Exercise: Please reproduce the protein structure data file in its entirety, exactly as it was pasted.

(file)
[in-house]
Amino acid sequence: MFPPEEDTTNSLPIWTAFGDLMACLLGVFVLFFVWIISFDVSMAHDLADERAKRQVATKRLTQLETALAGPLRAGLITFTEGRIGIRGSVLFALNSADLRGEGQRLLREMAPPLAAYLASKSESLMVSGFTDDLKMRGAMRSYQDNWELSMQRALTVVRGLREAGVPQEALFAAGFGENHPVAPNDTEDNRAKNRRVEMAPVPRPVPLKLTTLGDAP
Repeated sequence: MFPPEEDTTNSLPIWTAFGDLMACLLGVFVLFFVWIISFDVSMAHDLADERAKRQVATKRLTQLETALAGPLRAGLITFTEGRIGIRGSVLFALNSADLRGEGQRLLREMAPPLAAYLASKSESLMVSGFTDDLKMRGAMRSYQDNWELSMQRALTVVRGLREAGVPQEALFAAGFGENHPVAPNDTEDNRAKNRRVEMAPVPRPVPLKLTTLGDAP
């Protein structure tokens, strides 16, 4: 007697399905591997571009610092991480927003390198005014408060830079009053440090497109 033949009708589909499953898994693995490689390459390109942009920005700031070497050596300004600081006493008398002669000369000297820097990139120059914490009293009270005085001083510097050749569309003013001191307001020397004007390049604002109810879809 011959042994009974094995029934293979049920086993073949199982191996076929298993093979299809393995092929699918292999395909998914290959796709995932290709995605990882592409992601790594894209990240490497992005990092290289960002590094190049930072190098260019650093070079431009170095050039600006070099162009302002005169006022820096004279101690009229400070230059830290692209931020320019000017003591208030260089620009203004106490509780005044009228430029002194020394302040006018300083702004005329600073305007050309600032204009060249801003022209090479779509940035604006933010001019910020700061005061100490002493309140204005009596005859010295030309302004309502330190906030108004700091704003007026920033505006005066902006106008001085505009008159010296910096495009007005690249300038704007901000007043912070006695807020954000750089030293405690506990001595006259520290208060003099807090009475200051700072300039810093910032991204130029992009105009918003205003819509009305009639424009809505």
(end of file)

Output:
[in-house]
Amino acid sequence: MFPPEEDTTNSLPIWTAFGDLMACLLGVFVLFFVWIISFDVSMAHDLADERAKRQVATKRLTQLETALAGPLRAGLITFTEGRIGIRGSVLFALNSADLRGEGQRLLREMAPPLAAYLASKSESLMVSGFTDDLKMRGAMRSYQDNWELSMQRALTVVRGLREAGVPQEALFAAGFGENHPVAPNDTEDNRAKNRRVEMAPVPRPVPLKLTTLGDAP
Repeated sequence: MFPPEEDTTNSLPIWTAFGDLMACLLGVFVLFFVWIISFDVSMAHDLADERAKRQVATKRLTQLETALAGPLRAGLITFTEGRIGIRGSVLFALNSADLRGEGQRLLREMAPPLAAYLASKSESLMVSGFTDDLKMRGAMRSYQDNWELSMQRALTVVRGLREAGVPQEALFAAGFGENHPVAPNDTEDNRAKNRRVEMAPVPRPVPLKLTTLGDAP
């Protein structure tokens, strides 16, 4: 007697399905591997571009610092991480927003390198005014408060830079009053440090497109 033949009708589909499953898994693995490689390459390109942009920005700031070497050596300004600081006493008398002669000369000297820097990139120059914490009293009270005085001083510097050749569309003013001191307001020397004007390049604002109810879809 011959042994009974094995029934293979049920086993073949199982191996076929298993093979299809393995092929699918292999395909998914290959796709995932290709995605990882592409992601790594894209990240490497992005990092290289960002590094190049930072190098260019650093070079431009170095050039600006070099162009302002005169006022820096004279101690009229400070230059830290692209931020320019000017003591208030260089620009203004106490509780005044009228430029002194020394302040006018300083702004005329600073305007050309600032204009060249801003022209090479779509940035604006933010001019910020700061005061100490002493309140204005009596005859010295030309302004309502330190906030108004700091704003007026920033505006005066902006106008001085505009008159010296910096495009007005690249300038704007901000007043912070006695807020954000750089030293405690506990001595006259520290208060003099807090009475200051700072300039810093910032991204130029992009105009918003205003819509009305009639424009809505």